How the fund will be governed and operated remains very unclear.

One possible starting point is a new, U.S.-initiated fund, housed at the World Bank. The World Bank AIDS Trust Fund was created by Congressional action last year, and the United States has allocated $20 million for the fund. This fund was intended to galvanize international donations, but they have not materialized, and some thought the fund would never get off the ground. However, Kofi Annan's proposal for a global fund sounded very similar to the World Bank AIDS Trust Fund, leading some to think the World Bank entity would be revamped and become the big global fund.

That makes governance of the fund very important. The U.S. Treasury Department is in charge of establishing the charter for the World Bank AIDS Trust Fund. The Treasury Department's proposal envisions a governing board made up of donors, with some participation by recipient countries. "Donors" would include not just governments, but private parties -- meaning not just private foundations, but private corporations É including the drug companies. Under the Treasury Department proposal, for $5 million contributions, the drug companies would be able to buy themselves seats on the Trust Fund's governing board.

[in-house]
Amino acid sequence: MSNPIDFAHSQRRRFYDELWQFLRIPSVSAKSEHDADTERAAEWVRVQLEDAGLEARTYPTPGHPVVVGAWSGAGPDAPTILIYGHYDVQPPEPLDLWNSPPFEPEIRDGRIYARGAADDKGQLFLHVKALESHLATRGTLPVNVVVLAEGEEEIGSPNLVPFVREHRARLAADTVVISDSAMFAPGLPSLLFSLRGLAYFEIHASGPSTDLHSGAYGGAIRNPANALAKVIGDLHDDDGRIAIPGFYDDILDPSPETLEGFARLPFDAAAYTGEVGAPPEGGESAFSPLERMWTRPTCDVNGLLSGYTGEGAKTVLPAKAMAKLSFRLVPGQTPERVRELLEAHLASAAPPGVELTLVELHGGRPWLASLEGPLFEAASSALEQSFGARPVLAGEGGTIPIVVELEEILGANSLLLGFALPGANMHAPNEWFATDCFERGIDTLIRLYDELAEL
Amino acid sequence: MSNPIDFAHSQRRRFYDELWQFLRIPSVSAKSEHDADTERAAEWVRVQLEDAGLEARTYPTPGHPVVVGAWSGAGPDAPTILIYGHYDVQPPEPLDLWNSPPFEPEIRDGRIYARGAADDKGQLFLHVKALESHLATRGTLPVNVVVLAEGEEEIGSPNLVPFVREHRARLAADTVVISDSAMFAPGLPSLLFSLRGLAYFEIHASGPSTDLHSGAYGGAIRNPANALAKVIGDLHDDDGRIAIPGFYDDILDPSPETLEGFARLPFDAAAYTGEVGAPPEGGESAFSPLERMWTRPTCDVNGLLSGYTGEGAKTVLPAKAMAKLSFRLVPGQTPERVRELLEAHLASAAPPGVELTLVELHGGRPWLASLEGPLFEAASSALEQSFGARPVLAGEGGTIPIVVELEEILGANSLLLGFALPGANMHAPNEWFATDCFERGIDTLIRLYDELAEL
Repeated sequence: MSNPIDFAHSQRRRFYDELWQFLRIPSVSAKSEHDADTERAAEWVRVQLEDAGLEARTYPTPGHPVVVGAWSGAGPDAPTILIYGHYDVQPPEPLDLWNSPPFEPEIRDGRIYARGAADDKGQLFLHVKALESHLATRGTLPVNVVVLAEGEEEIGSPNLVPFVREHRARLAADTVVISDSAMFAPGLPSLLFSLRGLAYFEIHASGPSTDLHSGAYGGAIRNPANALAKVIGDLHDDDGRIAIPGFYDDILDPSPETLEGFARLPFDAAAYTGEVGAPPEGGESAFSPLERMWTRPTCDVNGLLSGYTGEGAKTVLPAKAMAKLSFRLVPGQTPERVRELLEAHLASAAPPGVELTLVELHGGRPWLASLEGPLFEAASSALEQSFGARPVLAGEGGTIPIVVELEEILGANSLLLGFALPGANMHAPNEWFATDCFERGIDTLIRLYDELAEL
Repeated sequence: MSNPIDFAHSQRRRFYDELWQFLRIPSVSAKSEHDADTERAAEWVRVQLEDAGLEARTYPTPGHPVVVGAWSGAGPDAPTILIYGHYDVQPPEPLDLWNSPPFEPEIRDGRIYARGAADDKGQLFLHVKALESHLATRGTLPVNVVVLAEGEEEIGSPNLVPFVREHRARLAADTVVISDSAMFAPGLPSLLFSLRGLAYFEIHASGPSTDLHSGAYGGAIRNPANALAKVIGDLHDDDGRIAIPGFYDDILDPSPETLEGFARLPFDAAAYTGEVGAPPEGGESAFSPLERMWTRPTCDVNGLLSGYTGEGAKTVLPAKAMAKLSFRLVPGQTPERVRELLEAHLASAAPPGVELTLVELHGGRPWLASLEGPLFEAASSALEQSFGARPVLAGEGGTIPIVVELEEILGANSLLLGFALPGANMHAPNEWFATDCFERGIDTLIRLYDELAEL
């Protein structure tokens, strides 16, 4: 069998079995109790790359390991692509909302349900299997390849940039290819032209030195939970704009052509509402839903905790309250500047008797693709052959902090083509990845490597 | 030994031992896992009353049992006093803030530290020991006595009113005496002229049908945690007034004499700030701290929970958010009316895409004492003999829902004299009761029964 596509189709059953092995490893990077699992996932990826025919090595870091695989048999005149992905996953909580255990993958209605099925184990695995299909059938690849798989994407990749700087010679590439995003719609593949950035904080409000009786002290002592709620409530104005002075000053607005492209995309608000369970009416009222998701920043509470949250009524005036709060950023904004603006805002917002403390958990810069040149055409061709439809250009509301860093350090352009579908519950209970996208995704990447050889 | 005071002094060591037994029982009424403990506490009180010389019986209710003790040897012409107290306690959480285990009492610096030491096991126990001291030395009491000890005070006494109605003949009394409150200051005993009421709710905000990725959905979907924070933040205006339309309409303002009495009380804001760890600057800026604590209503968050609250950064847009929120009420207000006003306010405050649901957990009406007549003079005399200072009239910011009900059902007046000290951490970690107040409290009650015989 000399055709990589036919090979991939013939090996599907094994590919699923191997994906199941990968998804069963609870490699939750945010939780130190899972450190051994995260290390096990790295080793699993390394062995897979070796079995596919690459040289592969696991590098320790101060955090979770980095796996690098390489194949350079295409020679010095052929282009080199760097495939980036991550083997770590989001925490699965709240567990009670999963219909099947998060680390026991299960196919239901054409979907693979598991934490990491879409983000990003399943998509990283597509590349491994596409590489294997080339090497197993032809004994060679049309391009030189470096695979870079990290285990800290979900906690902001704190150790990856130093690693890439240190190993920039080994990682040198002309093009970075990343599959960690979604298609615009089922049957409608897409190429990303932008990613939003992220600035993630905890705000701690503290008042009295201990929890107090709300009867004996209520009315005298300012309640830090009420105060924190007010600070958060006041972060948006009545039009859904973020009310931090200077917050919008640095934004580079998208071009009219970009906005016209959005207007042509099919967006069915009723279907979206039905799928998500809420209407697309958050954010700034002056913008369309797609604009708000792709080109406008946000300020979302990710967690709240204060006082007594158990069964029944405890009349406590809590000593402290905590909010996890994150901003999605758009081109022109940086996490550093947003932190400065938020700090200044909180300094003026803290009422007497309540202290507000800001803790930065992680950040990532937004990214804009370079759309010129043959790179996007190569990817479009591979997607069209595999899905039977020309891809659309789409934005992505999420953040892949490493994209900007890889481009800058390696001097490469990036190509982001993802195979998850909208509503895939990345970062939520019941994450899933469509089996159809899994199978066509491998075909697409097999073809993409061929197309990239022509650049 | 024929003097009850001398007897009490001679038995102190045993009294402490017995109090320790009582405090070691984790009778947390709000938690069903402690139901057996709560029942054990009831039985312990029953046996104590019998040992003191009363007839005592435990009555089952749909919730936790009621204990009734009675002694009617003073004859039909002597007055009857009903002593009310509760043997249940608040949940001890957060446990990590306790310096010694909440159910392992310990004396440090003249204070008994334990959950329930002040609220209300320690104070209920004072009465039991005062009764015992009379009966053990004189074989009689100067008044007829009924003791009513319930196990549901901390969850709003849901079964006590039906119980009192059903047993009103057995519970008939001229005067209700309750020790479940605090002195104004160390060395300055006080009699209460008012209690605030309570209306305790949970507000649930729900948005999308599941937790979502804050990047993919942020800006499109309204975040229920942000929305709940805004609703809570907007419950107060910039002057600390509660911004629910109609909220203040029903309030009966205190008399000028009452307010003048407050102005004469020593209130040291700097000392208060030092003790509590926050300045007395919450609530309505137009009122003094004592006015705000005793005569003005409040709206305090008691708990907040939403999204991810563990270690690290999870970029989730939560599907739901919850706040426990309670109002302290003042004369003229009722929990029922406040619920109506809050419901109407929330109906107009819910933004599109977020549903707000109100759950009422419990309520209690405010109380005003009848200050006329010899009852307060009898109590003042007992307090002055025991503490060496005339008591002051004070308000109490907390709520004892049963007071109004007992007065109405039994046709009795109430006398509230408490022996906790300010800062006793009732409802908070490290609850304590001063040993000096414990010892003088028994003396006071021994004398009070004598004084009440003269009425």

This is a morally outrageous proposal. There are many parties to blame for the horrible toll taken by the AIDS pandemic in poor countries (with as many as one in three adults now HIV-positive in some African countries, and virtually all of the HIV-positive people certain to die from AIDS unless treatment costs are radically reduced), but the drug companies are hugely culpable. That they would be permitted a key role in directing the world's belated response to the crisis dishonors the memories of the millions who have died preventable deaths from HIV/AIDS.

Underlying the moral argument are very practical considerations. Big Pharma participation on the governing body of new global fund would create an irresolvable, structural conflict of interest.